Russia’s ‘Victory Tank’ To Lead May 9 Parade; S-400, YARS, Linza Expected At 79th Anniversary Of Nazi Defeat

Russia is preparing to commemorate the 79th anniversary of Victory Day on May 9 with a relatively modest parade. The spotlight will be on the iconic T-34-85 tank – once again.

Victory Day, celebrated nationwide in Russia on May 9, is an important public holiday that highlights the sacrifices of Soviet soldiers and civilians in defeating Nazi Germany. 

The dress rehearsal on May 5 offered a glimpse of the scaled-down event, reflecting the nation’s ongoing focus on the conflict in Ukraine. The main ceremony, set to unfold on the capital’s main square, will feature over 9,000 participants, including troops and equipment. 

The line of military vehicles will be headed by the legendary “Victory Tank,” the T-34-85, bringing to mind last year’s parade, where it was the sole tank to be showcased.

Following the T-34-85, a procession of modern armored vehicles will traverse Red Square, showcasing Russia’s military capabilities. The lineup includes Tiger, VPK-Ural, Typhoon-K armored vehicles, and BTR-82A armored personnel carriers. 

The Yars mobile strategic missile systems, vital components of Russia’s nuclear defense, will also make an appearance. In addition to Yars, launchers of Iskander-M operational tactical missile systems and the S-400 anti-aircraft missile systems will also participate in the parade. 

T-34-85 on Russia’s 2022 Victory Day Parade.

A notable addition to this year’s parade is the “Linza,” the latest protected ambulance armored vehicle designed to transport wounded personnel swiftly and safely. It will make its inaugural appearance in the parade. With its ability to reach speeds of up to 105 km/h and withstand bullets and shrapnel, the “Linza” represents a crucial advance in medical support on the battlefield. 

Unlike the past two years, where aerial activity over the capital was notably absent, this year’s parade will include a display of aviation prowess.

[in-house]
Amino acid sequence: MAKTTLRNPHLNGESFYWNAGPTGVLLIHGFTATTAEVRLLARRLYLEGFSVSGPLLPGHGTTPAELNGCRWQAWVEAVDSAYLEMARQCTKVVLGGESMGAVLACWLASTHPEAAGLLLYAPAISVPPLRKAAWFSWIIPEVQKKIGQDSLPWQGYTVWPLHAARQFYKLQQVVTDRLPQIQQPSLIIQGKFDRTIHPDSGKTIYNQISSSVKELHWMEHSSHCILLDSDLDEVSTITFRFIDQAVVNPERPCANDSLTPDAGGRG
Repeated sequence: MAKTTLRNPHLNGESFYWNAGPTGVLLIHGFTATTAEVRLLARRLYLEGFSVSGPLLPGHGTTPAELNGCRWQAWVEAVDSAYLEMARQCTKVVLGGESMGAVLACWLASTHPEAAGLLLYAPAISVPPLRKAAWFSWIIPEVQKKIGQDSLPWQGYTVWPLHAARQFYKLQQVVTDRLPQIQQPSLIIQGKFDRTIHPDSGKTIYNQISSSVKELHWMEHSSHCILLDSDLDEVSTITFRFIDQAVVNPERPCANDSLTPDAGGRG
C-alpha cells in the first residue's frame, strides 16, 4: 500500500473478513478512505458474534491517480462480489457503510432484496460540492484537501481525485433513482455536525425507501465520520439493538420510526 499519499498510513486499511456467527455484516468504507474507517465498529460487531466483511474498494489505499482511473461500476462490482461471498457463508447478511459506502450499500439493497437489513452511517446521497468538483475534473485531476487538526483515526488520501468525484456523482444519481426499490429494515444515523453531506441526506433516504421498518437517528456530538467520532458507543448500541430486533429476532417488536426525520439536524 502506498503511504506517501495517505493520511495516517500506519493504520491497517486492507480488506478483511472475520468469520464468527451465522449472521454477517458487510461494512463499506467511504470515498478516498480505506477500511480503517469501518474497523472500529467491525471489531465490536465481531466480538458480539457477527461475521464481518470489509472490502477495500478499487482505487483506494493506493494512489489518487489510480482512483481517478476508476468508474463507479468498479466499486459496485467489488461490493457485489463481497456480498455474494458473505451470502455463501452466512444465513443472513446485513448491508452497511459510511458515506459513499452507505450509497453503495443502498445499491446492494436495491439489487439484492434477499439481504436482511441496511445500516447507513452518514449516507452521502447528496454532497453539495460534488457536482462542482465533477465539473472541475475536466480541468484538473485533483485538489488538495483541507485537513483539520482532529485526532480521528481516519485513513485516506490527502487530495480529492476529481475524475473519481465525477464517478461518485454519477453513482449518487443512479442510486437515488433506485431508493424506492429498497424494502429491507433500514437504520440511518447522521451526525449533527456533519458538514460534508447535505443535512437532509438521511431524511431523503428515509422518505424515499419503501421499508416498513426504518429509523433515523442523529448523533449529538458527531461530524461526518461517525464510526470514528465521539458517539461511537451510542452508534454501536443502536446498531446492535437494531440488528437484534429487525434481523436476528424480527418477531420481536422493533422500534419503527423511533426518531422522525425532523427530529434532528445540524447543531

The event will culminate with a flight by the Russian Knights and Swifts aviation groups, performing a unique aerobatic figure called the “Cuban Diamond.” Following this breathtaking display, six Su-25 attack aircraft will soar over Red Square, painting the sky in the colors of the Russian tricolor, adding a vibrant finale to the proceedings. 

This spectacle is somewhat subdued compared to the elaborate displays Russia once orchestrated before the outbreak of the conflict in Ukraine in 2022. In 2021, before the conflict, a total of 76 aircraft participated in the parade.

Since last year, the Victory Day parade on May 9 has been conducted on a relatively low scale due to Moscow’s active involvement in the Ukraine war. 

Russian media has argued that holding the scaled-back ceremony allows troops stationed on the front lines to remain undistracted, except for the coordinated participation of select units involved in the ceremony. 

This scaling back also extends to military technology. The omission of modern tanks, infantry fighting vehicles, and self-propelled guns from the parade underscores the prioritization of resources for frontline operations.